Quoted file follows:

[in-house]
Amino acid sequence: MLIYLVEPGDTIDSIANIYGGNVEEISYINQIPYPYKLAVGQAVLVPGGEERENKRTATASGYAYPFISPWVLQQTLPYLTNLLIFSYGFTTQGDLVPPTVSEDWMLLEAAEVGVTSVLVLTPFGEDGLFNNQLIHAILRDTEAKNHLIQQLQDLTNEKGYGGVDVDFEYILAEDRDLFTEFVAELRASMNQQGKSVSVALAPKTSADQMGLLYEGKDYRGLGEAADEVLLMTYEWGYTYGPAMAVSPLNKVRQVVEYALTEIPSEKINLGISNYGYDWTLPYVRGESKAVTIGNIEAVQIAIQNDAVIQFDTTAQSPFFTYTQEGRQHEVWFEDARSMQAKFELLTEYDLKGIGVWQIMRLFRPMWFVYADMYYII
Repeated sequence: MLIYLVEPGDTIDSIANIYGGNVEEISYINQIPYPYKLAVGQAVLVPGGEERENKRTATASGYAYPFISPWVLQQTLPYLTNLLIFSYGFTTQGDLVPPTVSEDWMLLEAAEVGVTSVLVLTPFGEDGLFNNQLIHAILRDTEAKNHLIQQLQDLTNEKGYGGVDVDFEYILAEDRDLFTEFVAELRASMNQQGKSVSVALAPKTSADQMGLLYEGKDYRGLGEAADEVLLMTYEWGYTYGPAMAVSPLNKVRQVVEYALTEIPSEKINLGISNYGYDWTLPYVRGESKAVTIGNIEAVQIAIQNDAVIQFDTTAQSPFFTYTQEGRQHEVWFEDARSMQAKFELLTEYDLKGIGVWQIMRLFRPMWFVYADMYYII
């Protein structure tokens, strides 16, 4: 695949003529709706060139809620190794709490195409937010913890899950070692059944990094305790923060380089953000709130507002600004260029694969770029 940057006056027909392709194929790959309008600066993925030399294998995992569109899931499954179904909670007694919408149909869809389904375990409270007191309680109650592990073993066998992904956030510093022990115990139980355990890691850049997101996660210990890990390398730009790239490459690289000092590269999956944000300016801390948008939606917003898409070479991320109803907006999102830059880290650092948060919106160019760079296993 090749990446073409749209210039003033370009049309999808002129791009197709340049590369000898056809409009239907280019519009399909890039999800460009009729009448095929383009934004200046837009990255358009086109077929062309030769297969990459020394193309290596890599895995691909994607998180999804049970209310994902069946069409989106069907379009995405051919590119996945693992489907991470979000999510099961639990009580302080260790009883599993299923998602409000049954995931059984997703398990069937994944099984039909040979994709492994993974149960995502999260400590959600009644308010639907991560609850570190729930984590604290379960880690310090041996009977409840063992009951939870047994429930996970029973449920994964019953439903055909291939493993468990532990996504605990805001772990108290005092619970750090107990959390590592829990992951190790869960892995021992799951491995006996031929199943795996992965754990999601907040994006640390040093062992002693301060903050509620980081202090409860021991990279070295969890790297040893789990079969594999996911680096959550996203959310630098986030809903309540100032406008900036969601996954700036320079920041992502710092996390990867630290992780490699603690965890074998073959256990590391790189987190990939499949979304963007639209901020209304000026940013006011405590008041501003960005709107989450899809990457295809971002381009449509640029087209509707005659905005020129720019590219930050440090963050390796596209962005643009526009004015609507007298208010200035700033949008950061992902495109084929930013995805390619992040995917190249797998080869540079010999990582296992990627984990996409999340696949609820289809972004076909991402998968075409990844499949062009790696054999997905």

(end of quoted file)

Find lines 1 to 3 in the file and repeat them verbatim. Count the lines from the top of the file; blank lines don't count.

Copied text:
[in-house]
Amino acid sequence: MLIYLVEPGDTIDSIANIYGGNVEEISYINQIPYPYKLAVGQAVLVPGGEERENKRTATASGYAYPFISPWVLQQTLPYLTNLLIFSYGFTTQGDLVPPTVSEDWMLLEAAEVGVTSVLVLTPFGEDGLFNNQLIHAILRDTEAKNHLIQQLQDLTNEKGYGGVDVDFEYILAEDRDLFTEFVAELRASMNQQGKSVSVALAPKTSADQMGLLYEGKDYRGLGEAADEVLLMTYEWGYTYGPAMAVSPLNKVRQVVEYALTEIPSEKINLGISNYGYDWTLPYVRGESKAVTIGNIEAVQIAIQNDAVIQFDTTAQSPFFTYTQEGRQHEVWFEDARSMQAKFELLTEYDLKGIGVWQIMRLFRPMWFVYADMYYII
Repeated sequence: MLIYLVEPGDTIDSIANIYGGNVEEISYINQIPYPYKLAVGQAVLVPGGEERENKRTATASGYAYPFISPWVLQQTLPYLTNLLIFSYGFTTQGDLVPPTVSEDWMLLEAAEVGVTSVLVLTPFGEDGLFNNQLIHAILRDTEAKNHLIQQLQDLTNEKGYGGVDVDFEYILAEDRDLFTEFVAELRASMNQQGKSVSVALAPKTSADQMGLLYEGKDYRGLGEAADEVLLMTYEWGYTYGPAMAVSPLNKVRQVVEYALTEIPSEKINLGISNYGYDWTLPYVRGESKAVTIGNIEAVQIAIQNDAVIQFDTTAQSPFFTYTQEGRQHEVWFEDARSMQAKFELLTEYDLKGIGVWQIMRLFRPMWFVYADMYYII